The Legal Column
27 January 2012
The experts at Workplace Law address your legislative and compliance issues.
Grit / salt on iced areas
Q: What are employers’ / landlords’ responsibilities in respect of making roads, car parks and footpaths safe during periods of snow and ice? Is it true that we are only liable should an accident occur if we have treated or tried to clear away the snow and ice?
A: The Health and Safety at Work etc. Act 1974, Section 3, clearly states that the employer owes a duty of care to all those affected by their work. If an accident occurs on your premises as a result of slipping on ice, for example, an injured party could prosecute. However, if an employer has made an effort to manage a foreseeable risk of slipping by gritting / sweeping away snow and ice then this will be looked on more favourably than if no effort was made.
Q: We are moving offices and will need all employees to work from the new location. Can we change their contracts to show this new address as their new workplace and what happens if they do not agree to work from the new office?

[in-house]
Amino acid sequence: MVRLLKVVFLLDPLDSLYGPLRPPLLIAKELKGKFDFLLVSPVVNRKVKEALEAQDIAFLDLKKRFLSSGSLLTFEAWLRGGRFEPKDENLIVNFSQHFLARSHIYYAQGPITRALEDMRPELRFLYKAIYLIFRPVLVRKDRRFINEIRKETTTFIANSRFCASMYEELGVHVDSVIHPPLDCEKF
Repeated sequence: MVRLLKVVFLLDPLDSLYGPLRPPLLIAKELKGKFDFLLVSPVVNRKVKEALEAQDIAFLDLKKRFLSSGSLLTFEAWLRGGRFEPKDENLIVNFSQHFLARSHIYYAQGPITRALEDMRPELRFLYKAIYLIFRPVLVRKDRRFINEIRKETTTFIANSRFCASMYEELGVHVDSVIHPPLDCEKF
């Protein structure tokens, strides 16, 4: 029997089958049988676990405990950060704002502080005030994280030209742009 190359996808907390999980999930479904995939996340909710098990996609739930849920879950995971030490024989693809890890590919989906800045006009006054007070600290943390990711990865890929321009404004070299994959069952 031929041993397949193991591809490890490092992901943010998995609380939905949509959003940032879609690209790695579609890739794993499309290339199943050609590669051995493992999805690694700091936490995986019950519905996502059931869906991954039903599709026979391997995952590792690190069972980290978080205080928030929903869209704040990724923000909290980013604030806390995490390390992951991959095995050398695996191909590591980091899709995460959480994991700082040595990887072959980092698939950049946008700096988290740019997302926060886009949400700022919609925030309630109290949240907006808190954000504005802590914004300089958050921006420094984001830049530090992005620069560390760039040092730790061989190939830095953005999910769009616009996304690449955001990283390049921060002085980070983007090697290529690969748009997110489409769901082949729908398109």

A: The action you need to take, and the degree to which you can enforce the relocation to the new office, is dependent on how far the new location is from the old location, and the resultant impact on each individual's journey time to get to the new premises.
If the new office is very close to the old office and is easy to get to by public transport and car travel, then each member of staff should be consulted about the move and receive a letter confirming the change of location and the effective date.
If the location is much further afield or will be considerably longer / more difficult to reach as a result of the new location, you may need to consult for longer; consider travel expenses to counter the difference or where the journey is severely disrupted, you may even need to consider redundancy consultation with affected employees.
There are no hard and fast rules about what would be deemed 'unreasonable' in terms of distance or time added to the employee's journey; therefore you will need to take a consistent and reasonable approach to each case. Every step should be followed up in writing to show you have undertaken appropriate steps.
Q: We store raw material in large bins which are then lifted by a forklift truck. Currently the bins do not have any weight limits on them and we have been informed that legally the bins should be marked with maximum weights. Please can you advise if this is the case?
A: It is law that the forklift truck is labelled with the safe working load (SWL), but, regarding the bins, the weight will change all the time so I don't see how you can label it. However, you need to satisfy yourself that you DO NOT exceed the safe working load when the bins are at full capacity.
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